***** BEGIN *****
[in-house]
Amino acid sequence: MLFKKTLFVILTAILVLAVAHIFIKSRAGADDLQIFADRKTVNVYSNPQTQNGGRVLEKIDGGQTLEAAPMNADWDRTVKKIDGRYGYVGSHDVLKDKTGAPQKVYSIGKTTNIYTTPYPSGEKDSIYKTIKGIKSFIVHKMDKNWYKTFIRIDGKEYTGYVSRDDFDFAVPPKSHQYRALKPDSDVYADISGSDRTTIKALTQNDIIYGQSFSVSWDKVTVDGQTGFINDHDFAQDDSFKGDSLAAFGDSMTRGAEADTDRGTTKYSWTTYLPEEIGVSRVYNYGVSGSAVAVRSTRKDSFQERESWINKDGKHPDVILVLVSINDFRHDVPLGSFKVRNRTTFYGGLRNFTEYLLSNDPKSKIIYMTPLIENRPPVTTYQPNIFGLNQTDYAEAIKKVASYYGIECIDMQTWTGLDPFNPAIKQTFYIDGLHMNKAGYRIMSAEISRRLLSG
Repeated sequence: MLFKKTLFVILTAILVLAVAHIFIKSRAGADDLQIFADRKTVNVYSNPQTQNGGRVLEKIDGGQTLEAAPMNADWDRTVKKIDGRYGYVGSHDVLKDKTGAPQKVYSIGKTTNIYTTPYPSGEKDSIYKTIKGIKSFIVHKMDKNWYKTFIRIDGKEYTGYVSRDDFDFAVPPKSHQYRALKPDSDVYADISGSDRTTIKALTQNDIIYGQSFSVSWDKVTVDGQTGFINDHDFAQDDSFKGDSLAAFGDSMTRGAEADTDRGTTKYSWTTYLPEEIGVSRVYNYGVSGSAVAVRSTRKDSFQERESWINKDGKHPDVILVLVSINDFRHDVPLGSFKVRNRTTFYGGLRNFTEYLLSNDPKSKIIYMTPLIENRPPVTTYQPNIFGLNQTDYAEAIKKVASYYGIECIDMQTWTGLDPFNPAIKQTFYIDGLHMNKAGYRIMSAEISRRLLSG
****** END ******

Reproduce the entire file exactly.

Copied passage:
[in-house]
Amino acid sequence: MLFKKTLFVILTAILVLAVAHIFIKSRAGADDLQIFADRKTVNVYSNPQTQNGGRVLEKIDGGQTLEAAPMNADWDRTVKKIDGRYGYVGSHDVLKDKTGAPQKVYSIGKTTNIYTTPYPSGEKDSIYKTIKGIKSFIVHKMDKNWYKTFIRIDGKEYTGYVSRDDFDFAVPPKSHQYRALKPDSDVYADISGSDRTTIKALTQNDIIYGQSFSVSWDKVTVDGQTGFINDHDFAQDDSFKGDSLAAFGDSMTRGAEADTDRGTTKYSWTTYLPEEIGVSRVYNYGVSGSAVAVRSTRKDSFQERESWINKDGKHPDVILVLVSINDFRHDVPLGSFKVRNRTTFYGGLRNFTEYLLSNDPKSKIIYMTPLIENRPPVTTYQPNIFGLNQTDYAEAIKKVASYYGIECIDMQTWTGLDPFNPAIKQTFYIDGLHMNKAGYRIMSAEISRRLLSG
Repeated sequence: MLFKKTLFVILTAILVLAVAHIFIKSRAGADDLQIFADRKTVNVYSNPQTQNGGRVLEKIDGGQTLEAAPMNADWDRTVKKIDGRYGYVGSHDVLKDKTGAPQKVYSIGKTTNIYTTPYPSGEKDSIYKTIKGIKSFIVHKMDKNWYKTFIRIDGKEYTGYVSRDDFDFAVPPKSHQYRALKPDSDVYADISGSDRTTIKALTQNDIIYGQSFSVSWDKVTVDGQTGFINDHDFAQDDSFKGDSLAAFGDSMTRGAEADTDRGTTKYSWTTYLPEEIGVSRVYNYGVSGSAVAVRSTRKDSFQERESWINKDGKHPDVILVLVSINDFRHDVPLGSFKVRNRTTFYGGLRNFTEYLLSNDPKSKIIYMTPLIENRPPVTTYQPNIFGLNQTDYAEAIKKVASYYGIECIDMQTWTGLDPFNPAIKQTFYIDGLHMNKAGYRIMSAEISRRLLSG